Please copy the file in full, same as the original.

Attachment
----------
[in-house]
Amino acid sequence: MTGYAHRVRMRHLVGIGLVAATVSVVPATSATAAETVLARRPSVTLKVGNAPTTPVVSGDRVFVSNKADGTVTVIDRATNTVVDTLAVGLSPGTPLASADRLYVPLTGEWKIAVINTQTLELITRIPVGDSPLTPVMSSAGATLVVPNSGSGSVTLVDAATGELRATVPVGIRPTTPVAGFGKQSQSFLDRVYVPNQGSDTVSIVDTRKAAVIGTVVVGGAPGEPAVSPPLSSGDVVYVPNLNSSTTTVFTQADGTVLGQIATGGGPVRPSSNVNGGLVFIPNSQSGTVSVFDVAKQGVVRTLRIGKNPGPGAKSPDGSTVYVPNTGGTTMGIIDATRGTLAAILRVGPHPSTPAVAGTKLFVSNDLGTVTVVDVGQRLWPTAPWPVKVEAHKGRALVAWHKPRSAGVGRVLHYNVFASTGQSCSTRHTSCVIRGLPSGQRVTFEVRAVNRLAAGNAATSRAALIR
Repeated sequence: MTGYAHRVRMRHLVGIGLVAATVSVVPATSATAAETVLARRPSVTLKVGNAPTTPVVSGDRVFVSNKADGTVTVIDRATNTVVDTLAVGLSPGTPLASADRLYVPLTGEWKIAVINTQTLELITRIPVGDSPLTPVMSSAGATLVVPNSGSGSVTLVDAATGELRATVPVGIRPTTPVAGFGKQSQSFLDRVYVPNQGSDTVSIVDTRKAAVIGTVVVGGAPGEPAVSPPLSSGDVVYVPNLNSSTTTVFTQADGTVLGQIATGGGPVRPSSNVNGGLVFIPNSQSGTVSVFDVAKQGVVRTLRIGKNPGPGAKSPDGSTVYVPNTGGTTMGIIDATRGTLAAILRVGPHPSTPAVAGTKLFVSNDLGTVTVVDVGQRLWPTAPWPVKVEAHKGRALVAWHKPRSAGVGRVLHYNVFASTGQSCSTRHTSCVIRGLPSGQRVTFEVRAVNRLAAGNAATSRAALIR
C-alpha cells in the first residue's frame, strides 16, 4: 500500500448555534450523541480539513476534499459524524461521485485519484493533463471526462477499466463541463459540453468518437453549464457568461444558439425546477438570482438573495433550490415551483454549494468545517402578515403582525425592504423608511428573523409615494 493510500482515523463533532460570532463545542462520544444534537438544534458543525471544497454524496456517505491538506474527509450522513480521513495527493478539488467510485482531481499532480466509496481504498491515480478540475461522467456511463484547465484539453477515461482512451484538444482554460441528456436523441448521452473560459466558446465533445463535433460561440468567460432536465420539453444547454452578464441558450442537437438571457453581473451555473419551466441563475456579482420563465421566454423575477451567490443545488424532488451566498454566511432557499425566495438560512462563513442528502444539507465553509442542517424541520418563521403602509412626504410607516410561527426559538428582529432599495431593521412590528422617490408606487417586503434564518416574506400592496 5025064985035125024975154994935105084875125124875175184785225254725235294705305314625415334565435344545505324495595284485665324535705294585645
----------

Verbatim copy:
[in-house]
Amino acid sequence: MTGYAHRVRMRHLVGIGLVAATVSVVPATSATAAETVLARRPSVTLKVGNAPTTPVVSGDRVFVSNKADGTVTVIDRATNTVVDTLAVGLSPGTPLASADRLYVPLTGEWKIAVINTQTLELITRIPVGDSPLTPVMSSAGATLVVPNSGSGSVTLVDAATGELRATVPVGIRPTTPVAGFGKQSQSFLDRVYVPNQGSDTVSIVDTRKAAVIGTVVVGGAPGEPAVSPPLSSGDVVYVPNLNSSTTTVFTQADGTVLGQIATGGGPVRPSSNVNGGLVFIPNSQSGTVSVFDVAKQGVVRTLRIGKNPGPGAKSPDGSTVYVPNTGGTTMGIIDATRGTLAAILRVGPHPSTPAVAGTKLFVSNDLGTVTVVDVGQRLWPTAPWPVKVEAHKGRALVAWHKPRSAGVGRVLHYNVFASTGQSCSTRHTSCVIRGLPSGQRVTFEVRAVNRLAAGNAATSRAALIR
Repeated sequence: MTGYAHRVRMRHLVGIGLVAATVSVVPATSATAAETVLARRPSVTLKVGNAPTTPVVSGDRVFVSNKADGTVTVIDRATNTVVDTLAVGLSPGTPLASADRLYVPLTGEWKIAVINTQTLELITRIPVGDSPLTPVMSSAGATLVVPNSGSGSVTLVDAATGELRATVPVGIRPTTPVAGFGKQSQSFLDRVYVPNQGSDTVSIVDTRKAAVIGTVVVGGAPGEPAVSPPLSSGDVVYVPNLNSSTTTVFTQADGTVLGQIATGGGPVRPSSNVNGGLVFIPNSQSGTVSVFDVAKQGVVRTLRIGKNPGPGAKSPDGSTVYVPNTGGTTMGIIDATRGTLAAILRVGPHPSTPAVAGTKLFVSNDLGTVTVVDVGQRLWPTAPWPVKVEAHKGRALVAWHKPRSAGVGRVLHYNVFASTGQSCSTRHTSCVIRGLPSGQRVTFEVRAVNRLAAGNAATSRAALIR
C-alpha cells in the first residue's frame, strides 16, 4: 500500500448555534450523541480539513476534499459524524461521485485519484493533463471526462477499466463541463459540453468518437453549464457568461444558439425546477438570482438573495433550490415551483454549494468545517402578515403582525425592504423608511428573523409615494 493510500482515523463533532460570532463545542462520544444534537438544534458543525471544497454524496456517505491538506474527509450522513480521513495527493478539488467510485482531481499532480466509496481504498491515480478540475461522467456511463484547465484539453477515461482512451484538444482554460441528456436523441448521452473560459466558446465533445463535433460561440468567460432536465420539453444547454452578464441558450442537437438571457453581473451555473419551466441563475456579482420563465421566454423575477451567490443545488424532488451566498454566511432557499425566495438560512462563513442528502444539507465553509442542517424541520418563521403602509412626504410607516410561527426559538428582529432599495431593521412590528422617490408606487417586503434564518416574506400592496 5025064985035125024975154994935105084875125124875175184785225254725235294705305314625415334565435344545505324495595284485665324535705294585645